population and associated auxiliary information within the study area.
Generally, several frame materials are combined to develop the Sample Frame
during the design process for a monitoring program.
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Inclusion Probability: The probability
that a unit of the target population has of being selected (included) during a
random draw from the population. For example, in a normal deck of cards, each
card has a 1/52 probability of being drawn from the deck.
Index Period: The time period within a year selected for
measurement (ecologically based). Measurements may be taken once or more
often during the time period, with the response design providing the protocol
for obtaining a single value for each indicator. Indicator variability
within Index period contributes to non-survey sampling error.
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Known Confidence: Refers to the
estimate of uncertainty or confidence limits associated with a survey result.
Usually the 90% confidence limits are estimated and presented along with the
survey results. See: Known
Non-Target Population: Sample Frame may contain
non-target elements, e.g., misidentified sample units.
Probability Sample: A probability sample is a sample
where every element of the target population has a known, non-zero probability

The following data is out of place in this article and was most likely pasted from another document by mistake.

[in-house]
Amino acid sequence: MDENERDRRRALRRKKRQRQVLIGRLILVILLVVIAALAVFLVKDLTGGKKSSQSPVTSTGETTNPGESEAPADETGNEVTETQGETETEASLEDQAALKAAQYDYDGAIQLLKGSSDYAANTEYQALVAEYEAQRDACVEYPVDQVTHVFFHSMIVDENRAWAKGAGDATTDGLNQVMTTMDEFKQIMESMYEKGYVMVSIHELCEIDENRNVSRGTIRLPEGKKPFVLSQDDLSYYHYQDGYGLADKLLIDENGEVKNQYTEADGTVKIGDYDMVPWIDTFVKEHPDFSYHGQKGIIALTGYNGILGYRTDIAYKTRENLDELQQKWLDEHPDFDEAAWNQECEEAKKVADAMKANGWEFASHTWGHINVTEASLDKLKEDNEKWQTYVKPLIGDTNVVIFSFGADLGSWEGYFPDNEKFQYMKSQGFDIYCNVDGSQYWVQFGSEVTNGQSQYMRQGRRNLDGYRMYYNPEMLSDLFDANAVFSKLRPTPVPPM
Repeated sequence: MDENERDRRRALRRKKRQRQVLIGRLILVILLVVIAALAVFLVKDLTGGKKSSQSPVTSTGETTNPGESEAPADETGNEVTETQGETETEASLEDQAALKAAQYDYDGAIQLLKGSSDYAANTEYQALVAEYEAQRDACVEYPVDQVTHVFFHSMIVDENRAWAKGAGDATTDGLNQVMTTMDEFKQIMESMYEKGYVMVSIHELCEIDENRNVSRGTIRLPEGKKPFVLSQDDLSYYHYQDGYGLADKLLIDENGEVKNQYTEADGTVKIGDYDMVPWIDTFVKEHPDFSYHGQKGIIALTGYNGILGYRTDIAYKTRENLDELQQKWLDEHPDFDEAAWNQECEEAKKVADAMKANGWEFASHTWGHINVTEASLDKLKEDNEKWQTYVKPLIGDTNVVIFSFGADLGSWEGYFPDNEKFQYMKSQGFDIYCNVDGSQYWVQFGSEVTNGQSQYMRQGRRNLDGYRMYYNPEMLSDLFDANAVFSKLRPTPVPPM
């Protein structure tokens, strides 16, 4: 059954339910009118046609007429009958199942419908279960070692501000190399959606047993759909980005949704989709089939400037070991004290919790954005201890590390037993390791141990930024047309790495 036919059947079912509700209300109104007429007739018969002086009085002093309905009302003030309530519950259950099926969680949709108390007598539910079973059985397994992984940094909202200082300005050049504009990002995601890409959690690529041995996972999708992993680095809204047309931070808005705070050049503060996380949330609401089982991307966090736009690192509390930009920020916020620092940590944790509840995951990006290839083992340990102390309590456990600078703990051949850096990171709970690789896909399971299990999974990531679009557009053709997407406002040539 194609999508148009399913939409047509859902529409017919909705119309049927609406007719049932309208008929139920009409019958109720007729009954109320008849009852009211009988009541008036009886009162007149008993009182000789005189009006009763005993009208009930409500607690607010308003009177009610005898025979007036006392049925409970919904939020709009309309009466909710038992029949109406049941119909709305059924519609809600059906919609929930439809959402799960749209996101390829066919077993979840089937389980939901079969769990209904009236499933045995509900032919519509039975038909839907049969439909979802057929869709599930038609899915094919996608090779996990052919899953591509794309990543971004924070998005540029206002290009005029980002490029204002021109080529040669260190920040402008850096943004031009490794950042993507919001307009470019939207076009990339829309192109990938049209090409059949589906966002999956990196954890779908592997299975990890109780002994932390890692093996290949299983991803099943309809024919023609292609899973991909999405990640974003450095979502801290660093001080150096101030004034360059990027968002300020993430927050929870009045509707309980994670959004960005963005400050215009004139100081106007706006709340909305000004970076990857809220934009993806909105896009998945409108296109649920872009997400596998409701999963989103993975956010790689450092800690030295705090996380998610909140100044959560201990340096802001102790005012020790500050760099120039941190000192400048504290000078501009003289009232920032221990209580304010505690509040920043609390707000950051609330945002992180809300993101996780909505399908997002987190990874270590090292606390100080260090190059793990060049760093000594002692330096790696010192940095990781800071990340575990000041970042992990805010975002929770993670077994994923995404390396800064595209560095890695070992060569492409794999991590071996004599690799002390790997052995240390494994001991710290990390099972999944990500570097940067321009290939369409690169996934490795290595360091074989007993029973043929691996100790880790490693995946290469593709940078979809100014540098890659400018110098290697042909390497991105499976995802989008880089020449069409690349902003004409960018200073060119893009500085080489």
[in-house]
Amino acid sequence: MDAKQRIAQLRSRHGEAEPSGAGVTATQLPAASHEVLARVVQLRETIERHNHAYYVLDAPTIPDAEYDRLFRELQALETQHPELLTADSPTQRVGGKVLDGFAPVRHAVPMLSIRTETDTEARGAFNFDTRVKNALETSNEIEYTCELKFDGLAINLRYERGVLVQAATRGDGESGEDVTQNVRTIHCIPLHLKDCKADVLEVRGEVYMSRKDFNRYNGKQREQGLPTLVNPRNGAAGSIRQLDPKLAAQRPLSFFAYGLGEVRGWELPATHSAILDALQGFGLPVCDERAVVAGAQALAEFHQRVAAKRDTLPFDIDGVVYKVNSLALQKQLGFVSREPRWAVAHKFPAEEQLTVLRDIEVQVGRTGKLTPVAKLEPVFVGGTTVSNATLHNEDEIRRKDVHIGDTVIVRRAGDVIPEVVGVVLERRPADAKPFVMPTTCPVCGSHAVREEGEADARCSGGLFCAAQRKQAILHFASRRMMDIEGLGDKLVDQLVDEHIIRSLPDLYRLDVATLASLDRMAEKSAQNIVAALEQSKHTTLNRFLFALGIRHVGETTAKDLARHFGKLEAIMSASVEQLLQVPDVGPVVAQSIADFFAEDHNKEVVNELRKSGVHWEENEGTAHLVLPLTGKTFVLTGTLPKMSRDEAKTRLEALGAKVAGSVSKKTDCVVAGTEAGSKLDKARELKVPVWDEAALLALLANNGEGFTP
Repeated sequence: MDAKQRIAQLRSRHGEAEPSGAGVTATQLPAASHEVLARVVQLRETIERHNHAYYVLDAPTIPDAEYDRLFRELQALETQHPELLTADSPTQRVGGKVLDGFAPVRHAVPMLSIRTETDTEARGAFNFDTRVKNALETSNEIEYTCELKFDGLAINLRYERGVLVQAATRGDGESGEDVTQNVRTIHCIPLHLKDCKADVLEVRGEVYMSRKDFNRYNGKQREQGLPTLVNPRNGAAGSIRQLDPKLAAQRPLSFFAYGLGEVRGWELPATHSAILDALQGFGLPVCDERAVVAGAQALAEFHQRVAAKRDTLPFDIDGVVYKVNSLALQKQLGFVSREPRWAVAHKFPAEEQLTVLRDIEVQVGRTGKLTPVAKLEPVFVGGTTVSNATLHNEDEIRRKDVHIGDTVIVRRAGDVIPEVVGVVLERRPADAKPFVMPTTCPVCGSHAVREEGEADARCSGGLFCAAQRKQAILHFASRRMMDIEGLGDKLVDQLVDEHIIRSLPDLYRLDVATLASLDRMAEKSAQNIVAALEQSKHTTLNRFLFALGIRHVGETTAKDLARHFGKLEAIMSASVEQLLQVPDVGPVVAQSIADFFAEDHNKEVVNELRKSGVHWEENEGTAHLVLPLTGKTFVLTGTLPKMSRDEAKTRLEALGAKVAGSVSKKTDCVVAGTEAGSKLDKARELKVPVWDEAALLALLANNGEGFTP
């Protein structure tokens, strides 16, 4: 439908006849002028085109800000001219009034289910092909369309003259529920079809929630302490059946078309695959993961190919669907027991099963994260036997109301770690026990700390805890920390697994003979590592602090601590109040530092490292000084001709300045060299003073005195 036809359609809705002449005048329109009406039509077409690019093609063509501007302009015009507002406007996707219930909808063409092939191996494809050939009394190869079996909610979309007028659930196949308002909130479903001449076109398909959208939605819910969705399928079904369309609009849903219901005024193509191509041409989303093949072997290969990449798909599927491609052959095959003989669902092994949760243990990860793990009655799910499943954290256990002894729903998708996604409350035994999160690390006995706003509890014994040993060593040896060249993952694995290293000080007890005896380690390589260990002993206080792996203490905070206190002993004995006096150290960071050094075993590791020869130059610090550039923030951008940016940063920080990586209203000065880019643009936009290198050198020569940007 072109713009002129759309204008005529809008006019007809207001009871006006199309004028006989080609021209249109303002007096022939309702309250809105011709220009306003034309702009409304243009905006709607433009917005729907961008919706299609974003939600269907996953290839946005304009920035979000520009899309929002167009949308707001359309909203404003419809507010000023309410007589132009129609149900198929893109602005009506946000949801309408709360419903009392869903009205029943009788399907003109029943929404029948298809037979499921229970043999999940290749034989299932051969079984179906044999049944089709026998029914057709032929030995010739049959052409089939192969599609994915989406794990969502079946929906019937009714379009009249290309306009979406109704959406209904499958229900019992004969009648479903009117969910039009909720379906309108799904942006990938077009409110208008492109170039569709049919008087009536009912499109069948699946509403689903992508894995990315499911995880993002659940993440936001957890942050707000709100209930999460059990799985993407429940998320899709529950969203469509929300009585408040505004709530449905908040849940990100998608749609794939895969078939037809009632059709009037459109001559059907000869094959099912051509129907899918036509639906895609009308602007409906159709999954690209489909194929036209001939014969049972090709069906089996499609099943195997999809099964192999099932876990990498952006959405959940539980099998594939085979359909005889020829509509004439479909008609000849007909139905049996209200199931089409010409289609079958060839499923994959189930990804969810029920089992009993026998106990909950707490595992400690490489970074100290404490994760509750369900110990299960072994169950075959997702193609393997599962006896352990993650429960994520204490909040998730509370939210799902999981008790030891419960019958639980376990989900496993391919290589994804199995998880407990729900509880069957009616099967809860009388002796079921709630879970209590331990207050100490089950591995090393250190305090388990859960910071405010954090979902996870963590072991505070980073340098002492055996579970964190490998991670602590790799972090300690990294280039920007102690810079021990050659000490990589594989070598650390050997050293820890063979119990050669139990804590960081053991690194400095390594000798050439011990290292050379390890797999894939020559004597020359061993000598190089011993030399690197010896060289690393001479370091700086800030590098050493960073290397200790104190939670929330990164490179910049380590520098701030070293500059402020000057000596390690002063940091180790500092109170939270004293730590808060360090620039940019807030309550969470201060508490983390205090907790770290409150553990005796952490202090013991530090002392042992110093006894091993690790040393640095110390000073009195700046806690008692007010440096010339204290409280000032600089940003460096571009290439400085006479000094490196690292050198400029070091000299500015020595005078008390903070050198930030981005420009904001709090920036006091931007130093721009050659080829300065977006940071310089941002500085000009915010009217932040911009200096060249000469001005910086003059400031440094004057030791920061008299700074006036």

of being selected. That is, it is possible for every element of the target
population to be in the sample. Two important features of a probability sample
are that the probability selection mechanism (1) guards against site selection
bias and (2) is the basis for scientific inference to characteristics of the
entire target population. See: Probability
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Over Samples: When known or suspected
circumstances are likely to prevent sampling at some base sample sites, e.g.,
frame errors, denied access, hazardous site conditions, etc. prior additional
sample sites can be identified. These Over-Sample sites are sampled whenever a
Base-Sample site cannot be sampled. Alternate terminology: Replacement Samples
Response Design: The process of obtaining a response at a
site. Can be in a single index period during a year, or multiple periods
during a year. Detailed guidance and protocols to be followed when
measuring the response at a site.
Rotating Basin: A survey or monitoring strategy that
identifies panels or subsets of basins within an area that are sampled on a
periodic frequency. Usually one panel is sampled each year, after 4 or 5 years
all panels have been sampled, and then the sampling sequence is repeated. Each
year estimates are available for the Basins surveyed. See:
Rotating Basins FAQ
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Sample Frame: Refers to the list or map
that identifies every unit within the target population of interest, a physical
representation of the target population. Such a list is needed so that every
individual member of the population can be identified unambiguously. The
individual members of the target population whose characteristics are to be
measured are the sampling units. See: Sampling
Sampled Population: A conceptual population that is a
subset of the intersection of the Target Population and the Sample Frame.
It excludes portion of the Target Population within the Sample Frame that could
not be sampled (conceptually) due to access problems, lost samples, or other
reasons a sample could not be collected.
It doesn't include part of the Sample Frame that is determined to not include
elements of the Target Population.